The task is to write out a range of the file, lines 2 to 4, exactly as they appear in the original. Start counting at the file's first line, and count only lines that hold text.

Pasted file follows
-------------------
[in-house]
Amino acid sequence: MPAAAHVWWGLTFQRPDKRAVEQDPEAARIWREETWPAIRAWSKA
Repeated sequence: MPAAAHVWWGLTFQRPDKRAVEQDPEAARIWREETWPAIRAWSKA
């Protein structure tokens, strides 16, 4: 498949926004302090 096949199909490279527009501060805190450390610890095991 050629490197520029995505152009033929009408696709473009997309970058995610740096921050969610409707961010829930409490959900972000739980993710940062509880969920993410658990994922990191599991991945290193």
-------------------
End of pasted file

Amino acid sequence: MPAAAHVWWGLTFQRPDKRAVEQDPEAARIWREETWPAIRAWSKA
Repeated sequence: MPAAAHVWWGLTFQRPDKRAVEQDPEAARIWREETWPAIRAWSKA
């Protein structure tokens, strides 16, 4: 498949926004302090 096949199909490279527009501060805190450390610890095991 050629490197520029995505152009033929009408696709473009997309970058995610740096921050969610409707961010829930409490959900972000739980993710940062509880969920993410658990994922990191599991991945290193």